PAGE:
Creativity in Education: Food for Thought

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Paul Gorman and Katherine Morley asked some key questions about creativity in education in their thought provoking keynote at the Aberdeen Learning Festival last week which we thought we would share here as food for thought in the run up to the CreativiTEA Rooms and the Arts Across Learning Festival:

  • “So what’s this thing called creativity and how can we best capture its power in the learning environment?”
  • “Can creativity help me see things differently?”
  • “Will creativity allow me to find new approaches to the challenges we face?”

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  • “Does creativity emerge from a shared experience or a new influence?”
  • “Can we practice and get better at being creative?”

Their presentation looked at the challenges we all face in taking risks, changing practice and using creativity in different teaching contexts, and they noted that it’s impossible to have a unified application of creativity in education, but offered suggestions of what it might look like:

  • Experimenting more
  • Adventuring into the unknown
  • Disrupting
  • Risk taking and failing
  • Placing value on the experience

They also shared some useful links from a variety of sources, more food for thought…..

People: Sugata Mitra; Susan Sontag; Richard Long; John Dewey; David Cameron (the real one)

Books: Dan Pink:  A Whole New Mind; Creative Scotland:  What is Creativity? Report (we will have some of these available in the Tea Rooms during the festival, come and pick one up!)

Web: TED talks; Shift Happens; CCE; Emporium of Dangerous Ideas

The Arts Across Learning Festival starts tomorrow and the CreativiTEA Rooms will be open Mon – Thurs 4 – 6 pm until 20 March. Come down to find out more about the festival and to chat with other artists, teachers, gallery educators and education practitioners of all stripes, about creativity in education or just about the cake. Hope to see you there!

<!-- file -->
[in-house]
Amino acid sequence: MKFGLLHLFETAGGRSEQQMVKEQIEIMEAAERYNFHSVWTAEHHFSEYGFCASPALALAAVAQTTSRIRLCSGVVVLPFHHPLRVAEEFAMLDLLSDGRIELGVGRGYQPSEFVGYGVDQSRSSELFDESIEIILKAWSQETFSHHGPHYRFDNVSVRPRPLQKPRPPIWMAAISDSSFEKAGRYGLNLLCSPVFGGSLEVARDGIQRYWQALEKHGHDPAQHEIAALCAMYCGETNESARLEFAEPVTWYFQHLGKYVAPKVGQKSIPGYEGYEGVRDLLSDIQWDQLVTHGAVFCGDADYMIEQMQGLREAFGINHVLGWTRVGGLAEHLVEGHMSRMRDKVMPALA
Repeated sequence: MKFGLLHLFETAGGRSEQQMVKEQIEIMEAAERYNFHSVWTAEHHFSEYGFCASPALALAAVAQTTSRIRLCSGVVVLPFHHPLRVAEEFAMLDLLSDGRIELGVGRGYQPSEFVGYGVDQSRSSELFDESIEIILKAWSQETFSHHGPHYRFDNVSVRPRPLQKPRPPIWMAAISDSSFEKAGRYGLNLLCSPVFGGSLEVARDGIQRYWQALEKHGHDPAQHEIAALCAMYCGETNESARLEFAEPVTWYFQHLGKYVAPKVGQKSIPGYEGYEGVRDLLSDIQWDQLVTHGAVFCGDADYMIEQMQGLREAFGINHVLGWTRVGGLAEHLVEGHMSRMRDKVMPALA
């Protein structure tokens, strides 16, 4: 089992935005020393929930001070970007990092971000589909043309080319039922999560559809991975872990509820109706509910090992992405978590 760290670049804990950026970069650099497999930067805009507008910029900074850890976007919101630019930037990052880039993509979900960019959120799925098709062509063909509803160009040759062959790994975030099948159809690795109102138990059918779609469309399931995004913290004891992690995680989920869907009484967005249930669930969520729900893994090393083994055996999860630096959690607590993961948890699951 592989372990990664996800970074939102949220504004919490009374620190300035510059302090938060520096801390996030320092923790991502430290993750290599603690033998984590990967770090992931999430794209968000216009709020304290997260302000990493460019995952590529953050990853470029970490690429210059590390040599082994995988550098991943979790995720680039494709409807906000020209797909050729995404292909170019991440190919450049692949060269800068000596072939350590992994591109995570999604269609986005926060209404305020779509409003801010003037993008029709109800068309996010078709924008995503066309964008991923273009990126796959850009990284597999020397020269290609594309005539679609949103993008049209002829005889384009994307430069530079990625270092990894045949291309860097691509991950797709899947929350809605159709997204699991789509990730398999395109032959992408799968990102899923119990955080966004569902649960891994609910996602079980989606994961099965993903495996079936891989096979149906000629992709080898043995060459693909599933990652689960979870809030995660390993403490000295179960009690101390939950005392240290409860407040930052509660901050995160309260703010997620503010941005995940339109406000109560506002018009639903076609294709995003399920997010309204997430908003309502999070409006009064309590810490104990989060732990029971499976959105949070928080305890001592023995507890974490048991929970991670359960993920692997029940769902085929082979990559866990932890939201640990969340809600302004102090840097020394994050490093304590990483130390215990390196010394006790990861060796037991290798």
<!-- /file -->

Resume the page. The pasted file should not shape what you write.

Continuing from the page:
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Creativity, Culture & Education’s Habits of Mind

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Part of Fiona Milligan-Rennie’s workshop back in September looked at Eric Booth’s creative Habits of Mind. As Eric Booth has noted, ‘The metaphor of “habits of mind” is growing in importance throughout education, provoking new pedagogical thinking and practice.’ This month Creative Learning attended a Creative Learning Network workshop led by Paul Collard, from the organisation Creativity, Culture and Education. During this workshop we looked at CCE’s version of creative Habits of Mind and we thought it would be useful to share them here in the run up to both the Aberdeen Learning Festival and the Arts Across Learning Festival.

Based on the work of Claxton et al (2005), Creativity, Culture and Education has identified 5 ‘habits of mind’ as indicators of creativity:

1. Inquisitive: wondering and questioning; exploring and investigating; challenging assumptions.

2. Persistent: tolerating uncertainty; sticking with difficulty; daring to be different.

3. Imaginative: playing with possibilities; making connections; using intuition.

4. Disciplined: crafting and improving; developing techniques; reflecting critically.

5. Collaborative: cooperating appropriately; giving and receiving feedback; sharing the creative ‘product’

There is increasing recognition that students who are encouraged to think creatively and cultivate creative habits of mind are more resilient, more effective learners and have greater ownership over their learning. What do you think? We’d love to hear any examples you have of  seeing this in action. Or how might you be using or encouraging the creative habits of mind in your school – or, if you’re an external organisation, when working with school groups visiting you?

There’s an interesting overview of Eric Booth’s Habits of Mind here and if you don’t already know about them you can find out more about CCE here.